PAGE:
Anybody had linking problems using Gnude and C++?
My source files seem to compile just fine,
however arm-elf-ld.exe fails in numerous places (mostly constructors and destructors) with
'undefined reference to __gxx_personality_sj0'

Anybody had linking problems using Gnude and C++?
My source files seem to compile just fine,
however arm-elf-ld.exe fails in numerous places (mostly constructors and destructors) with
'undefined reference to __gxx_personality_sj0'

I think that is something to do with Exception handling.. in order to reduce bloat in your .mod file I suggest you don't use any exception handling code at all.. use the compiler flags and the implementation of new/delete, etc. that aisaksen posted earlier in this thread and make sure you only link the gcc library and no others.. (Just -lgcc) This way you will get linker errors if you accidentally use anythign that depends on anything else.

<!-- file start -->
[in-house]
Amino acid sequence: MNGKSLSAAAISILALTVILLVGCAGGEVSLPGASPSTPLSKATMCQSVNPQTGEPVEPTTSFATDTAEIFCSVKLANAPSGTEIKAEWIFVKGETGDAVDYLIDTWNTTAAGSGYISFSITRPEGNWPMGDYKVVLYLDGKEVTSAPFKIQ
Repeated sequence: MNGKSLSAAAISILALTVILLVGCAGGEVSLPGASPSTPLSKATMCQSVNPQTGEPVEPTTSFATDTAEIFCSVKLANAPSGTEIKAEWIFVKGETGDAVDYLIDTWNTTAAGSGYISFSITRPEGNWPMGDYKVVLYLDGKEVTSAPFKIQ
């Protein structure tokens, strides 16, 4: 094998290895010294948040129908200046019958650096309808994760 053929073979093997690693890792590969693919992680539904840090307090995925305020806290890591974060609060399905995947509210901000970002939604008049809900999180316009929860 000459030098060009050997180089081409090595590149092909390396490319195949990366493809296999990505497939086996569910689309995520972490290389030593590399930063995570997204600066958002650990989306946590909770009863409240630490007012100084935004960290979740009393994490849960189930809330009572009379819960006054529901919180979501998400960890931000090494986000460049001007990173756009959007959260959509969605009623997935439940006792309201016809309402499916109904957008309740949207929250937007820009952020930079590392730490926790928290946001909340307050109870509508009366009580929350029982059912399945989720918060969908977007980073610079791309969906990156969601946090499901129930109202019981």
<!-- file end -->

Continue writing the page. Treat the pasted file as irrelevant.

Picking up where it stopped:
Also make sure you're using the GCCResolver.c and the gnu headers provided with the BREW GNU tools (Put the GNU headers first on your search path with the -I option, before your other BREW headers if you want to retain the original headers intact for MS compiler). The GCCResolver is badly written as it assumes the C language.. so you'll need to put something like
#ifdef __cplusplus__
extern "C"
{
#endif
at the top with the matching close brace at the bottom, or simply put extern "C" before the functions.
Hope this helps.
J